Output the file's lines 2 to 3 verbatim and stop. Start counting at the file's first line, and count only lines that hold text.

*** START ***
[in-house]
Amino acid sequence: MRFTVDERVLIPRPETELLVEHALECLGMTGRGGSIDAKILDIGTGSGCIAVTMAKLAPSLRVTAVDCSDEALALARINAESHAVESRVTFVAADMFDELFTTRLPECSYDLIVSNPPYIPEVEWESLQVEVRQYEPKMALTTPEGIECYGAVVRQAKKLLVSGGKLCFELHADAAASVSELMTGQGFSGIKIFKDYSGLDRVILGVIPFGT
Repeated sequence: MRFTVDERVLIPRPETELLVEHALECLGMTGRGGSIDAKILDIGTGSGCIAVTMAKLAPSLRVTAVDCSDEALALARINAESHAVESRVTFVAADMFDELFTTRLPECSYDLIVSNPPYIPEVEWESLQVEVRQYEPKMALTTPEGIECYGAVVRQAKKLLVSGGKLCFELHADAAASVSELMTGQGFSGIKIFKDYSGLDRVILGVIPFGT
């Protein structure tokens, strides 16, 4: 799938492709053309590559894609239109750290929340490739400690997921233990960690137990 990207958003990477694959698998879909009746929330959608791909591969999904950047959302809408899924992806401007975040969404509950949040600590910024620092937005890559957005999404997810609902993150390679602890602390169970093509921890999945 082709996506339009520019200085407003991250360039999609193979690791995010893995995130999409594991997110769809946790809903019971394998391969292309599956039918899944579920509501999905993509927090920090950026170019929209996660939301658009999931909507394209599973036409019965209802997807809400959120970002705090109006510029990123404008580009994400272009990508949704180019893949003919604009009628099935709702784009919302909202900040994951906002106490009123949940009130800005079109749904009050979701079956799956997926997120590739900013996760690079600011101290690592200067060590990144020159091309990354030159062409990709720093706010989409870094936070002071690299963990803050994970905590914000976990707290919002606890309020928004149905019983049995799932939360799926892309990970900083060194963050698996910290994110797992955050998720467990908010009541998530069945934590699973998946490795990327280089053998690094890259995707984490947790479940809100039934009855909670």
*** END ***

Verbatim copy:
Amino acid sequence: MRFTVDERVLIPRPETELLVEHALECLGMTGRGGSIDAKILDIGTGSGCIAVTMAKLAPSLRVTAVDCSDEALALARINAESHAVESRVTFVAADMFDELFTTRLPECSYDLIVSNPPYIPEVEWESLQVEVRQYEPKMALTTPEGIECYGAVVRQAKKLLVSGGKLCFELHADAAASVSELMTGQGFSGIKIFKDYSGLDRVILGVIPFGT
Repeated sequence: MRFTVDERVLIPRPETELLVEHALECLGMTGRGGSIDAKILDIGTGSGCIAVTMAKLAPSLRVTAVDCSDEALALARINAESHAVESRVTFVAADMFDELFTTRLPECSYDLIVSNPPYIPEVEWESLQVEVRQYEPKMALTTPEGIECYGAVVRQAKKLLVSGGKLCFELHADAAASVSELMTGQGFSGIKIFKDYSGLDRVILGVIPFGT